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Need replacements for Volkl 6's

post #1 of 27
Thread Starter 
Friends, after several years off the slopes, I came back last year. I had to replace the Volkl's that I had bought more than ten years ago. Because I was so happy with them, I researched and bought a pair of Supersport 6's in a 175 length. I brought them out west for a family vacation to Whistler and spent four days with an instructer in their Epic ski program (their level 5), basically unlearning 40 years of Hans Schneider technique. I did ok, but not great. I am a strong and experienced skiier, and felt that I could make the transition with out difficulty. And I certainly understood what the instructer was saying, but had a very diifcult time laying it down. Contrary to what I had heard about shaped skiis in general, I found the Volkls required a great deal of effort to initiate turns. Frankly, they were exhilarating on those long fast runs, but enormously tiring overall, especially with close quarter turns. I have had the same experience this year as well. I love the way these skiis track, and when I get it right, I can flatten that outside ski and carve a beautiful turn. But it takes a great deal of energy which takes a lot of the fun out of it by the end of the day. I find that as I tire, I end up turning less which leaves me skiing faster than I care to. I am afraid that I probably bit off more than I can chew for my first pair of shaped skiis. My Whistler instructor suggested that they might be too stiff for my height and weight (5'9 175lbs), or simply not right for my skiing style. He was right. So I am looking for a replacement. I'd like a ski that is easier to initiate and flatten, and would respond to more subtle weight changes and ankle movements, but one that has the tenacious grip and solid tracking of the 6's. What would you all suggest for models and sizes? I am headed to Killington this weekend and plan to do the demo thing. Thanks for all your replies.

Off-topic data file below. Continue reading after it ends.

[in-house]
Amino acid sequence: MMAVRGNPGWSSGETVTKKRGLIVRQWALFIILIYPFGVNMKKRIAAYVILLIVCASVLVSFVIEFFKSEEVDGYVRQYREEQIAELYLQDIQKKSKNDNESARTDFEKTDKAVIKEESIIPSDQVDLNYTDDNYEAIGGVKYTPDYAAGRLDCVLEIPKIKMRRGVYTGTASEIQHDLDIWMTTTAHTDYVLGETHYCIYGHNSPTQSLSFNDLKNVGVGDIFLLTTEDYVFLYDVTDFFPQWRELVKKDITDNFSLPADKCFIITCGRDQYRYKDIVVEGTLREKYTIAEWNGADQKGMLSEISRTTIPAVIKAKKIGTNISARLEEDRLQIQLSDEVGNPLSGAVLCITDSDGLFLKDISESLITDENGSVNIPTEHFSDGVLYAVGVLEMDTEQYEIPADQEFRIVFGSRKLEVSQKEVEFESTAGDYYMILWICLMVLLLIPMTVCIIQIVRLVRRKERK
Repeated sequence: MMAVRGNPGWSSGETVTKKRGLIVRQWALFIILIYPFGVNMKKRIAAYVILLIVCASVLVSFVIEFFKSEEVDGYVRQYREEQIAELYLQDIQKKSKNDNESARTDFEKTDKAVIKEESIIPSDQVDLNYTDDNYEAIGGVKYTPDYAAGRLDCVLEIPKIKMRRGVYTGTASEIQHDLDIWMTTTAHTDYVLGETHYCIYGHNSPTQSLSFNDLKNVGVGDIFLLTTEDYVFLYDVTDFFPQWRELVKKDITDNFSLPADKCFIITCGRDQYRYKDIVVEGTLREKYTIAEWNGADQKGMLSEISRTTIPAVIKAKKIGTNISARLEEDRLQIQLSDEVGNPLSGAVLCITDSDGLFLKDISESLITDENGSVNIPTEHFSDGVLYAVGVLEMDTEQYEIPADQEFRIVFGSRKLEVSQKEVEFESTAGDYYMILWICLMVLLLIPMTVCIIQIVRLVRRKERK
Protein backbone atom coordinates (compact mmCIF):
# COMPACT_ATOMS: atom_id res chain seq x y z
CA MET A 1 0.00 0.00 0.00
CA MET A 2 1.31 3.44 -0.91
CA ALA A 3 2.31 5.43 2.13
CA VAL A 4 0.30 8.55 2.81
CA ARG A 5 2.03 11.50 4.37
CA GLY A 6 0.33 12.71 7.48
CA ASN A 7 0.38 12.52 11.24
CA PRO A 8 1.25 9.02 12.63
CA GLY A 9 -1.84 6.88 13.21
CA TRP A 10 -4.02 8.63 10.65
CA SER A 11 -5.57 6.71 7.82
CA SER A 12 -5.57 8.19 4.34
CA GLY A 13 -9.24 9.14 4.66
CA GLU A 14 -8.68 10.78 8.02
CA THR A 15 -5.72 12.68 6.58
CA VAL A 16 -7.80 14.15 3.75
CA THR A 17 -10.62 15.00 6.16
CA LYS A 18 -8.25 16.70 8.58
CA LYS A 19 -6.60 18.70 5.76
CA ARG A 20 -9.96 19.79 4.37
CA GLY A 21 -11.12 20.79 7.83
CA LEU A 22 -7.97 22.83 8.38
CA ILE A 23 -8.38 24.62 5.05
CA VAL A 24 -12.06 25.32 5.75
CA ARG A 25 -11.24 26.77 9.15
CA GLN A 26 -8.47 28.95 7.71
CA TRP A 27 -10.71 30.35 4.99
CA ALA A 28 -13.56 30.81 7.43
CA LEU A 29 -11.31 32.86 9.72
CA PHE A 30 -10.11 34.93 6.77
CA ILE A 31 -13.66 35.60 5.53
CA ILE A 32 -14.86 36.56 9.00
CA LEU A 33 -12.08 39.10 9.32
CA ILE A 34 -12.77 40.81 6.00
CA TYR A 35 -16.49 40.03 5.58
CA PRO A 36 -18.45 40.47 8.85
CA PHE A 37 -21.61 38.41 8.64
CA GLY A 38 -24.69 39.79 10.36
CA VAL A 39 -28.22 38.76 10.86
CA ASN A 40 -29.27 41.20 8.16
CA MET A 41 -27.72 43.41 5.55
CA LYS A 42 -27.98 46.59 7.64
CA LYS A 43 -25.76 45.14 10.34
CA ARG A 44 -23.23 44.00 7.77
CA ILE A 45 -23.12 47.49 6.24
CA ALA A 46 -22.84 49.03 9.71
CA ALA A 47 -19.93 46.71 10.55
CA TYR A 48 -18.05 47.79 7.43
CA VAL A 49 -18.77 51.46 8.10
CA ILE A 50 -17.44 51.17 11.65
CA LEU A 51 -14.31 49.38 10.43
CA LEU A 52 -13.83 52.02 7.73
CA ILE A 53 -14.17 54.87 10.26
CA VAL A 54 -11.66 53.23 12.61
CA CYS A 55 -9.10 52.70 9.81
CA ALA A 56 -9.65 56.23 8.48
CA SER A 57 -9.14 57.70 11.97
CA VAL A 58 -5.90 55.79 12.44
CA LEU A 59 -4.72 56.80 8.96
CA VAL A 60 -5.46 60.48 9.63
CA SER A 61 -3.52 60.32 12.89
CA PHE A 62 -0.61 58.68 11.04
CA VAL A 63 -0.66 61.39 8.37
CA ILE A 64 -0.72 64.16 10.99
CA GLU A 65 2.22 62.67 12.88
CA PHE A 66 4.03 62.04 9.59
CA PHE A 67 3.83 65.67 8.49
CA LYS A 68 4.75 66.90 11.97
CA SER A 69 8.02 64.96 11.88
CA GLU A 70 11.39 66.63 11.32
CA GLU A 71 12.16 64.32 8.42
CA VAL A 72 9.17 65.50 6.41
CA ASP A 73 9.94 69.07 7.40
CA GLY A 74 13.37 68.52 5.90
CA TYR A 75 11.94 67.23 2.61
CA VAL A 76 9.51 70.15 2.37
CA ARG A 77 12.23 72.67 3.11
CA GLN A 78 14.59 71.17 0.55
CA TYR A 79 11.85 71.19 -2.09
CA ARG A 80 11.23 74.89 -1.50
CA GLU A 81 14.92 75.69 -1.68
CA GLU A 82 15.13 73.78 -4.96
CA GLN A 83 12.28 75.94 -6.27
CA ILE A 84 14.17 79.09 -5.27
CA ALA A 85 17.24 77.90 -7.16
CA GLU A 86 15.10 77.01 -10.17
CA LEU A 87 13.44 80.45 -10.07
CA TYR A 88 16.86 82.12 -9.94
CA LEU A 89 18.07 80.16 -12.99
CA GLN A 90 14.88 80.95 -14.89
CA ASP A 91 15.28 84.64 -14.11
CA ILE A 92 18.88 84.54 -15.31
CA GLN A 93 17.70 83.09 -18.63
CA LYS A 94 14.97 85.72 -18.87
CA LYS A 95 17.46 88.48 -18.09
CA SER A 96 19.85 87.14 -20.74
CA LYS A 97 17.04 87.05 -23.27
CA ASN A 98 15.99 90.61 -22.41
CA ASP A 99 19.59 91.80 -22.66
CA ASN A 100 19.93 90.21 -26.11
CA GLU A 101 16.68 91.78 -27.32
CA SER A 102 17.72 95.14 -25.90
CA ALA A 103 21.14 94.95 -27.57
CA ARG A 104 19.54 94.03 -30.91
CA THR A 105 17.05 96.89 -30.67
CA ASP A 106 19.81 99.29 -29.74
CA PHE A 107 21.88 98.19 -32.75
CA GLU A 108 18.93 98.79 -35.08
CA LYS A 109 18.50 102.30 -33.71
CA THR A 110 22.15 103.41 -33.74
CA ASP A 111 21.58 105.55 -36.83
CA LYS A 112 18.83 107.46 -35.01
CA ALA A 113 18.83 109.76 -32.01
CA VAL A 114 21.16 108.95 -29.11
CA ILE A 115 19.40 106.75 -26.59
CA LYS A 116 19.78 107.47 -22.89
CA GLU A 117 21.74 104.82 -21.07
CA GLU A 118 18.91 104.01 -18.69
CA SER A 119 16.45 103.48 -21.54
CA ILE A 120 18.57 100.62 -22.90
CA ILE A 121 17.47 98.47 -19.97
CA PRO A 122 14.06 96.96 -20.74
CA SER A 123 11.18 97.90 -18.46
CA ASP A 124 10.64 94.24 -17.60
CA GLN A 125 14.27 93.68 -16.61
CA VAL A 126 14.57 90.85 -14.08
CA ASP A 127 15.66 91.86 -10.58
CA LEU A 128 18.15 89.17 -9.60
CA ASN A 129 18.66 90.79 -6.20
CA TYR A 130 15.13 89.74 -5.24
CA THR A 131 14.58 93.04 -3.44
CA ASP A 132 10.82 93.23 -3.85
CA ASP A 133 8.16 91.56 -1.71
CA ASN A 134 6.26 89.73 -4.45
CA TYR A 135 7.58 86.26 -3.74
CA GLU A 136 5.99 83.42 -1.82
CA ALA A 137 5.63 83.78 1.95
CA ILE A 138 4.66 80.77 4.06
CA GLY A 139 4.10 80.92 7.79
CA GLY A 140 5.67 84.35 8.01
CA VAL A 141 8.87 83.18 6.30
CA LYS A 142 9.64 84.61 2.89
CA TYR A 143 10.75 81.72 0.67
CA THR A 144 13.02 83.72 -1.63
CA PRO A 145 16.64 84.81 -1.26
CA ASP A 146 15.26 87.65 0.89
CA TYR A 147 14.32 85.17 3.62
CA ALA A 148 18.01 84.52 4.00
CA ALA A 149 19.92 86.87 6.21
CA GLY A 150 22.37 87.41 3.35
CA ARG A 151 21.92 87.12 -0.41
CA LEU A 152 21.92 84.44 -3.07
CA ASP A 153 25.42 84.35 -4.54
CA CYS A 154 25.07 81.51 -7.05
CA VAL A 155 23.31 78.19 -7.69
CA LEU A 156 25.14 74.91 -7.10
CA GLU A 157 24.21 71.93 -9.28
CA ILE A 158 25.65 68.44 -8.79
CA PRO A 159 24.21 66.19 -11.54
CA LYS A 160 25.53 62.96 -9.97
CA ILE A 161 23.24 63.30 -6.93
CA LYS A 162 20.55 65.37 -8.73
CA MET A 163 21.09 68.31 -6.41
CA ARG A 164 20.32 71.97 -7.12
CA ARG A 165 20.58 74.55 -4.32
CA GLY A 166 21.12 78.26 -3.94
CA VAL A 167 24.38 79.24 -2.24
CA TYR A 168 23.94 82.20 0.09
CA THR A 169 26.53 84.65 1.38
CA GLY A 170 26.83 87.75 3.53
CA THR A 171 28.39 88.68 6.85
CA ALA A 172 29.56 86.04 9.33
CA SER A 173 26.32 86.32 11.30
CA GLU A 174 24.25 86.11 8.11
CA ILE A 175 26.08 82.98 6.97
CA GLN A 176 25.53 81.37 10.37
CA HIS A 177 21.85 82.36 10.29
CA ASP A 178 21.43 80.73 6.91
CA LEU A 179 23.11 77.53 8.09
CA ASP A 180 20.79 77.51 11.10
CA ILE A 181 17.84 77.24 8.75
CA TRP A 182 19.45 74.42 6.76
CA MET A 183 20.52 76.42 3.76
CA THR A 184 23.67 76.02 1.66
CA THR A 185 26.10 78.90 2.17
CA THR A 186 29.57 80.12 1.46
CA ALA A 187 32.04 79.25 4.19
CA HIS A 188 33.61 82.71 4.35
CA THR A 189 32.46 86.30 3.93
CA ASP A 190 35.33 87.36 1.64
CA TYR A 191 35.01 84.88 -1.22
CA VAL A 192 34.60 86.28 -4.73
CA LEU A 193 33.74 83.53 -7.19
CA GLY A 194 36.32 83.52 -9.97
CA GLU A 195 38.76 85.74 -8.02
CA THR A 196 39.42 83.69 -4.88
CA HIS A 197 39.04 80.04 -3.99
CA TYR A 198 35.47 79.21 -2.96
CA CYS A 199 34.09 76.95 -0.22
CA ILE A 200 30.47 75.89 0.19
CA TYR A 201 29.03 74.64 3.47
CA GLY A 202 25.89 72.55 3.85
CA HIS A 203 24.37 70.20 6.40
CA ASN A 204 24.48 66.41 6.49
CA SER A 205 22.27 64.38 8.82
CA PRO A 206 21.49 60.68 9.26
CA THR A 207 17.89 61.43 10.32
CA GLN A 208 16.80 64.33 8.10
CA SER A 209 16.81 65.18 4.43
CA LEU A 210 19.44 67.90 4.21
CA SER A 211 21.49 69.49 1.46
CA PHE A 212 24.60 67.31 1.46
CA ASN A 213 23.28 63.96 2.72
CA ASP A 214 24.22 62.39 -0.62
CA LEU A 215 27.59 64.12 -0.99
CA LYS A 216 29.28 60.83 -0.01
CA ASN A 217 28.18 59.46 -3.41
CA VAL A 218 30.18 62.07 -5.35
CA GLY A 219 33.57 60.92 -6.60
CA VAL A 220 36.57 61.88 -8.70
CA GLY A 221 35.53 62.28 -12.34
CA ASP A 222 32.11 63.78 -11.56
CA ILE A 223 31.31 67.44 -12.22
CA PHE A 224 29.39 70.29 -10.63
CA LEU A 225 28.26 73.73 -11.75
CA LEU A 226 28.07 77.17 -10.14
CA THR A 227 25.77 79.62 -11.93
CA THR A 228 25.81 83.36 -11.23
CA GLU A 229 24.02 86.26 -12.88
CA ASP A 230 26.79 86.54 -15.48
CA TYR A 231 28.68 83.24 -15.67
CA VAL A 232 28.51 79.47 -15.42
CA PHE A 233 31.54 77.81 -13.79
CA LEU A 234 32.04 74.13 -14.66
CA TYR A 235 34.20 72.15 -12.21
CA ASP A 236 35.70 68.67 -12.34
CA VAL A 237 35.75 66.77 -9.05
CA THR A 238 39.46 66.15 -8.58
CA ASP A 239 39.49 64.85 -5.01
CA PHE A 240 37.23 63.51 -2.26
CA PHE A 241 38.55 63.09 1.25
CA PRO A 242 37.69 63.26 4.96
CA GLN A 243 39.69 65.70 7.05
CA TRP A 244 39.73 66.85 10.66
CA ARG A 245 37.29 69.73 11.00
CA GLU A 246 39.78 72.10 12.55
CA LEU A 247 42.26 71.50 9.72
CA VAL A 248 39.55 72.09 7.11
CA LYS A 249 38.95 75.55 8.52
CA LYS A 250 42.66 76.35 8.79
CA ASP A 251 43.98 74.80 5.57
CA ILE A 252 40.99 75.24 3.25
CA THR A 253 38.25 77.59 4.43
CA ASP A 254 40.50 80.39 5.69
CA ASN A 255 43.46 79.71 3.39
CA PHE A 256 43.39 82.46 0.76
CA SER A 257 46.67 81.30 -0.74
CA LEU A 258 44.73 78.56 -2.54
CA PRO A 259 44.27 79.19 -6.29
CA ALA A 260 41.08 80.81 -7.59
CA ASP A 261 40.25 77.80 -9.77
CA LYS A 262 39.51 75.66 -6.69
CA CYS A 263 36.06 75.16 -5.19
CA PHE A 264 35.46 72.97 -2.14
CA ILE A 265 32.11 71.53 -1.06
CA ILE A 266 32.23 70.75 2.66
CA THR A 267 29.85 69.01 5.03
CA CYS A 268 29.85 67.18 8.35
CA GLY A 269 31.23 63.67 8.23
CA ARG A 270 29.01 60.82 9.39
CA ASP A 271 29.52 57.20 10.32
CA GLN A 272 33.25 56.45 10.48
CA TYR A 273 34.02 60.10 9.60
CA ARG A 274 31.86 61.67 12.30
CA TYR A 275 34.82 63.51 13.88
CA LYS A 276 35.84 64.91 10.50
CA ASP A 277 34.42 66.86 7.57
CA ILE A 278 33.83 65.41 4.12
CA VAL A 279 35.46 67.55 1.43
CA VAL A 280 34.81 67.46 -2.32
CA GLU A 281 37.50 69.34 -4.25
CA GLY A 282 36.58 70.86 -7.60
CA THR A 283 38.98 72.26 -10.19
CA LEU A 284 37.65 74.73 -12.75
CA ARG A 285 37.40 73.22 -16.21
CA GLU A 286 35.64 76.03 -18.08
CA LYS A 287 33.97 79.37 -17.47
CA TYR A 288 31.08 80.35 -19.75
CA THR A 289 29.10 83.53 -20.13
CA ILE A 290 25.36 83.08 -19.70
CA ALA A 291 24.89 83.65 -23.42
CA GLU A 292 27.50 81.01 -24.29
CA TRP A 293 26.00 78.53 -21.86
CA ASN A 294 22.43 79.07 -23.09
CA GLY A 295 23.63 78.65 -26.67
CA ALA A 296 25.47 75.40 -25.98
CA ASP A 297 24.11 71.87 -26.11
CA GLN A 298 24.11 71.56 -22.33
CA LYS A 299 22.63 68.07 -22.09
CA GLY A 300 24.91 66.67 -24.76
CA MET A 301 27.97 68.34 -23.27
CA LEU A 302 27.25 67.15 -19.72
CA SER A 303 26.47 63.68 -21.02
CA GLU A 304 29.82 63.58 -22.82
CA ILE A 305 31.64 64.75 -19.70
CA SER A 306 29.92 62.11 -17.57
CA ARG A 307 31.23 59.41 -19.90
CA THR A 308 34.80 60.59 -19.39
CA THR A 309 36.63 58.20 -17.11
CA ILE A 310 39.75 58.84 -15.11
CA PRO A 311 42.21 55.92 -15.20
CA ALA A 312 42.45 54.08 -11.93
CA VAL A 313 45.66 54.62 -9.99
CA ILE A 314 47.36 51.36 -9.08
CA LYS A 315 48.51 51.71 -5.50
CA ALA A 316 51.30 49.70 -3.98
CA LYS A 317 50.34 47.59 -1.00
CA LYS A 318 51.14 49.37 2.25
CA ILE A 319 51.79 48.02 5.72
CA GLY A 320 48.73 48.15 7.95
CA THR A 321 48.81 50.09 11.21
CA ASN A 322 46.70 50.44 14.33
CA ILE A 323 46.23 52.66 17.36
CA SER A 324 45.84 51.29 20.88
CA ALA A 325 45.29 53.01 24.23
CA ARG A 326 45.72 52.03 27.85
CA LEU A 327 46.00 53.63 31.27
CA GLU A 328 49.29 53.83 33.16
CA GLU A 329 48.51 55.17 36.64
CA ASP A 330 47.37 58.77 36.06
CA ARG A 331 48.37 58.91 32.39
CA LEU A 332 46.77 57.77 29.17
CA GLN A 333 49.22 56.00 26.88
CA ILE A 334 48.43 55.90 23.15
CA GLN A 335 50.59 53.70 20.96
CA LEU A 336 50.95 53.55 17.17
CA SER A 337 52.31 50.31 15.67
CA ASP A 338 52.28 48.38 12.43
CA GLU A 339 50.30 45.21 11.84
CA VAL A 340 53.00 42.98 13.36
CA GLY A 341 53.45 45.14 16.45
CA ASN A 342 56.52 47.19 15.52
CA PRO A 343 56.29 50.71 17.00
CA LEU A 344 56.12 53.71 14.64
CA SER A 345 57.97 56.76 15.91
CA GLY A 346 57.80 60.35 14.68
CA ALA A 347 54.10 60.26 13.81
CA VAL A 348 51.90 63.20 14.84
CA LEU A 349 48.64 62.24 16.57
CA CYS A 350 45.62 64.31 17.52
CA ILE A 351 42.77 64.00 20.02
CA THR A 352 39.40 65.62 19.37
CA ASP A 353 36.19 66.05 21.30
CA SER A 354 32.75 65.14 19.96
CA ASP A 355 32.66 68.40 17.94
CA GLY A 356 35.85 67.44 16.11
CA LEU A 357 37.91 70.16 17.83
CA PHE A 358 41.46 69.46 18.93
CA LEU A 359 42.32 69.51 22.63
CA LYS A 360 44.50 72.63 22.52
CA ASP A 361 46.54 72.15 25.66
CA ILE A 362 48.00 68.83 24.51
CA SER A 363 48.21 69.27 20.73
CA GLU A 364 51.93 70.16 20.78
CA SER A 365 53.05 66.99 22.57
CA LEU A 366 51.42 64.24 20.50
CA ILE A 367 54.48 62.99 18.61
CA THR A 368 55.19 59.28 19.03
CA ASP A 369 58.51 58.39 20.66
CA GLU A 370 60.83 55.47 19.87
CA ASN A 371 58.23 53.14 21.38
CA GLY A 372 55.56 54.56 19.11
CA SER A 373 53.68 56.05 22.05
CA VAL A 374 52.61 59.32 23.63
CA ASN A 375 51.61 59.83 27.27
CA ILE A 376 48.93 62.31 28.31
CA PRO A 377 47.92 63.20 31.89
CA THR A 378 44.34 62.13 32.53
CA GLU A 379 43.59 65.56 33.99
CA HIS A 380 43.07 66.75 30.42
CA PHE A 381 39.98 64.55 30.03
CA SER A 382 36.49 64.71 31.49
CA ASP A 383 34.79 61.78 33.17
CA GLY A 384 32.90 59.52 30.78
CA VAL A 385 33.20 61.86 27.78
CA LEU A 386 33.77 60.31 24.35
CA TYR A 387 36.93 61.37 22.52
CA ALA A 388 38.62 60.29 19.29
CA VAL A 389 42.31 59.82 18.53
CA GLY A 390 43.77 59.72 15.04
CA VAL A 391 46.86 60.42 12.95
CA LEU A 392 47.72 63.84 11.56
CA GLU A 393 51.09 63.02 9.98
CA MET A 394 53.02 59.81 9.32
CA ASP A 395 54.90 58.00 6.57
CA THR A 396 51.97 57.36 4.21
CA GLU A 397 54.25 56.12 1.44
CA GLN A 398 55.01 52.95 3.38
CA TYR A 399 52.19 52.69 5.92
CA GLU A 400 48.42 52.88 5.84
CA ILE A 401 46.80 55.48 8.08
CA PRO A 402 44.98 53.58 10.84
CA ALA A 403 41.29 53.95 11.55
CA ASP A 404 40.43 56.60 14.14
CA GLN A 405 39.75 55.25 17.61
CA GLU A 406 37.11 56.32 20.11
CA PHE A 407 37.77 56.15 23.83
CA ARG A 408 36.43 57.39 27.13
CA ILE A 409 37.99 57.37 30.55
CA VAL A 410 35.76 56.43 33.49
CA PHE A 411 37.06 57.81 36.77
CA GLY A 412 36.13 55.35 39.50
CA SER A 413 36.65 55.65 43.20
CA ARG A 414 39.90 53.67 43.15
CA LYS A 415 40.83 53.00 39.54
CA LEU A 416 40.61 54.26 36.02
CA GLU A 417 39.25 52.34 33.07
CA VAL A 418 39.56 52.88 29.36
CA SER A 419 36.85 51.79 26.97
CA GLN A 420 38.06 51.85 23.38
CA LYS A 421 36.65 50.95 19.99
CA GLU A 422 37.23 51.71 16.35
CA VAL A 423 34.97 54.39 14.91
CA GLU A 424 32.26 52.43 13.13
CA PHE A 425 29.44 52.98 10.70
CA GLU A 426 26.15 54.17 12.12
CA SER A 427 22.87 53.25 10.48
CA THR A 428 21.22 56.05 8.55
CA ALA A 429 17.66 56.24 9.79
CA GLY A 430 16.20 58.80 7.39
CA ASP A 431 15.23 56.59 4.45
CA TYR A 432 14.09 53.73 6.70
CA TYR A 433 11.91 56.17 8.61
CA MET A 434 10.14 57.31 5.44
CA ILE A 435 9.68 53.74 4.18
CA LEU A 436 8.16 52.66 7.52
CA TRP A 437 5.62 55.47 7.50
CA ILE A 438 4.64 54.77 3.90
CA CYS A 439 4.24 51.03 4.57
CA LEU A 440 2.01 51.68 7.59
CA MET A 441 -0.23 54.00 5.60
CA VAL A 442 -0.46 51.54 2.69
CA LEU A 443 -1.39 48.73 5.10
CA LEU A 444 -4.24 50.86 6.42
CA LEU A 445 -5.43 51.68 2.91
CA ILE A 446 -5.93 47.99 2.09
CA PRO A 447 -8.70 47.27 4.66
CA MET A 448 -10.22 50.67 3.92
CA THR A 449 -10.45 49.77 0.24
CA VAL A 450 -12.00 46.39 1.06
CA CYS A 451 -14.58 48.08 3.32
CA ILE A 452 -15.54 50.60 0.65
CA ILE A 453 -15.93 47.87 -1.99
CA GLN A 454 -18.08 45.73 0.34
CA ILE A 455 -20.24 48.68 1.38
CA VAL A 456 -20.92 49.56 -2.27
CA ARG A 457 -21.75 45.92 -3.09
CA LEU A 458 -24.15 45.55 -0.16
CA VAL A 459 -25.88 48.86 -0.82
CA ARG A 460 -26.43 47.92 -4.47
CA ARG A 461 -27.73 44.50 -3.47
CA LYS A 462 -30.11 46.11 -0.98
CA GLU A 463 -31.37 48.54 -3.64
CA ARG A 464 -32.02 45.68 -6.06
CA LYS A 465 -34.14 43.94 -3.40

post #2 of 27
This year's 6*s have the Piston bindings, so may be worth a try for you. Also, drop down to the 168cm size. That will help more than you think. Try the 5*s, too, if you like the Volkl feel.

In addition, you might try the Fischer RX6 and RX8 and the Elan S10 and S12.
post #3 of 27
The 6 star is a great ski but not one I would term an all day affair and it not a ski to relax on or it will bite you as i think you have noticed. The Fischer RX8 will give the grip + a little more forgiveness. It truly is a great ski!Based on H&W think a 165 RX8 would do. I switched from the 6 * to the Head XRC 1100 chip which has all the redeeming qualities of the 6* and then some. Great grip, can relax without being punished, and will perform well in a variety of conditions here in the East. I would try the 170 . Hard to find a demo but definitely worth it! Good luck
post #4 of 27
175cm in a 6* is A LOT of lumber for someone only 5'9" and 175 lbs. I am 6' and 190lbs and I am comfortable on 168cm. If I drop another 15 lbs, I might think 161 cm is better.
post #5 of 27
The Volkl's can be a somewhat demanding ski if your tecnique is less than perfect, especially if you are skiing them too long. Just demoed the Head XRC 1100 Chip out West, and it is a great ski. Hard to find, though. The only places that I've been able to find it to demo in the East was the Stowe demo center on the mountain, and at Mt. Snow at the shop at the base in the back of the Grand Summit Hotel. If you are going to Killington, the Basin Ski Shop on the access road has the XRC 1100 without the Chip set up for demo.
Good luck.
post #6 of 27
The 6***** is a top of the line, high octane, mid- size turn, carving machine. You may want to demo the 5*****, the Atomic M11, the Fischer RX8 and the Dynastar Legend 4800. On the other hand, if you are skiing out west, you want to go wider and demo the 724 Pro, Legend 8000 and Atomic M11
post #7 of 27
Thread Starter 
Thanks for the suggestions. Seems that he RX8 is on most peoples dance card. The '04 model can be had for well under $300 (plus binding). Do you think that this ski in a 160 would be stiff and stable enough for my size (175 lbs and 5'9). I can not imagine what these would be like, coming from the Teutonic 6*.
post #8 of 27

where are you finding the RX8 for under 3 bills (sans binding of course) in Maine? I'm headed to the 'loaf next week and looking for a pair.